Involuntary celibacy

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Involuntary celibacy or inceldom[1] means being unable to get sex or a romantic partner. An incel or incelibate[2][3] is a person who is in this situation. Female incels are sometimes called femcels.[4] Homosexual incels are sometimes called gaycels.[5] Transgender people going through inceldom are called transcels.[6]

Discussions on the incelosphere (incel websites) are mostly by heterosexual males. But female incels and gay incels also exist.[7] Incels, especially male incels, are often misogynistic and seem to feel a sense of entitlement to sex, with some supporting arranged marriage.[8] Some incels even support violence against women, such as rape, and violence against romantically successful men (some of which are often refered to as "Chads"), who are resented[8].The Southern Poverty Law Center has described the subculture as "part of the online male supremacist ecosystem",[9] and says self-described incels have committed several mass murders in North America.

The word "incel" was invented in 1993 by a college student 'Alana' from Toronto, Ontario. She made a website to discuss her sexual inactivity with others.[10][11] The website, titled "Alana's Involuntary Celibacy Project",[12] was used by people of all genders to share posts about the topic. During her college career and after, she realized she was queer, and became more comfortable with her identity. She later gave the site to a stranger. After reading about the 2014 Isla Vista killings, she wrote, "Like a scientist who invented something that ended up being a weapon of war, I can't uninvent this word, nor restrict it to the nicer people who need it".[13] Another notable incel was Christine Chubbuck. She committed suicide on live tv in 1974.[14] /r/incels on Reddit was one of the biggest Incel forums. On November 7, 2017, Reddit decided to get rid of it because of their new site rules.

There are many subgroups of incels. For example lesbocels are a subgroup of gaycels meaning lesbian involuntary celibates. Or for example disabledcels and mentalcels are subsets of inceldom whose involuntary celibacy is caused by them being disabled.[15][16] Femcels who believe that their inceldom condition is permanent call themselves trufemcel or truefemcel.[17]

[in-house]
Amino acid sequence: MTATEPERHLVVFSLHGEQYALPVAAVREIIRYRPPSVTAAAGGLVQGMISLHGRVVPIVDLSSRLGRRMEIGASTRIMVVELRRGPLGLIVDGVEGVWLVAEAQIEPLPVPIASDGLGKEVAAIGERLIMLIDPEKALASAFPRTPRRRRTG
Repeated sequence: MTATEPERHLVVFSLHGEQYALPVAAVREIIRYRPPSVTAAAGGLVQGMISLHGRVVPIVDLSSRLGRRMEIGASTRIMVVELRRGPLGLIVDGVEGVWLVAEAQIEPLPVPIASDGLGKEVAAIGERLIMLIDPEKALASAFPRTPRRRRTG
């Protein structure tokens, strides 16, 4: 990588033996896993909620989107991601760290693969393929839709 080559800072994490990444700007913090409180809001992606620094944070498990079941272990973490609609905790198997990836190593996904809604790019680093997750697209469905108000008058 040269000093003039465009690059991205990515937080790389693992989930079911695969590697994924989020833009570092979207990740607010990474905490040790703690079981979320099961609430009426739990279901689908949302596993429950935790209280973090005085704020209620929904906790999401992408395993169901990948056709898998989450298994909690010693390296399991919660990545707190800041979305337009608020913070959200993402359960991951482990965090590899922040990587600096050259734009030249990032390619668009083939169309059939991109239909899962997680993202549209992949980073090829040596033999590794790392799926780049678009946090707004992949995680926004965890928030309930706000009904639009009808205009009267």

Words used by incels

Chad: A sexually successful man.

Stacy: A sexually active woman who is considered attractive.

Roastie: A woman who had sex with many men.

Black pill: The real or perceived socially unspoken realizations that come from being a longtime incel.

References

  1. Mezzofiore, Gianluca (April 25, 2018). "The Toronto suspect apparently posted about an 'incel rebellion.' Here's what that means". CNN. Retrieved 2018-04-26.
  2. "Incel: la comunidad misógina que mata por falta de sexo". lasillarota.com.
  3. Futrelle, David (27 April 2018). "When a Mass Murderer Has a Cult Following". The Cut.
  4. "Forget 'incels', 'femcels' are the new online terror to haunt your dreams". 27 June 2018.
  5. Ehman, Anandi C., and Alan M. Gross. "Sexual cyberbullying: Review, critique, & future directions." Aggression and Violent Behavior (2018).
  6. https://www.gaystarnews.com/article/lgbti-incels-what-its-like-to-be-queer-when-no-one-will-sleep-with-you/
  7. https://www.theguardian.com/world/2018/apr/30/women-can-be-incels-too
  8. 8.0 8.1 Wilson, Jason (25 April 2018). "Toronto van attack: Facebook post may link suspect to misogynist 'incel' subculture". the Guardian. Retrieved 25 April 2018.
  9. Janik, Rachel. "How incels are celebrating the Toronto mass killing". Hatewatch. Southern Poverty Law Center. Retrieved 26 April 2018.
  10. Schallhorn, Kaitlyn (2018-04-24). "'Incel' sexual frustration 'rebellion' at center of Toronto attack". Fox News. Retrieved 2018-04-25.
  11. Ling, Justin; Mahoney, Jill; McGuire, Patrick; Freeze, Colin (April 24, 2018). "The 'incel' community and the dark side of the internet". The Globe and Mail. Retrieved 2018-04-25.
  12. Ling, Justin; Mahoney, Jill; McGuire, Patrick; Freeze, Colin (2018-04-24). "The 'incel' community and the dark side of the internet". The Globe and Mail. Retrieved 2018-04-25.
  13. Baker, Peter (March 1, 2016). "The Woman Who Accidentally Started the Incel Movement". Elle. Retrieved April 24, 2018.
  14. Kansan article [1]
  15. Gothard, Kelly, Peter S. Dodds, and Christopher M. Danforth. "Exploring Incel Language and Subreddit Activity on Reddit."
  16. Moreno Azqueta, Carlos. "Semióticas de la virginidad masculina. Una introducción al análisis de discurso de la comunidad INCEL (Involuntarily Celibate)." (2019).
  17. https://metro.co.uk/2018/06/27/forget-incels-femcels-new-online-terror-haunt-dreams-7665326/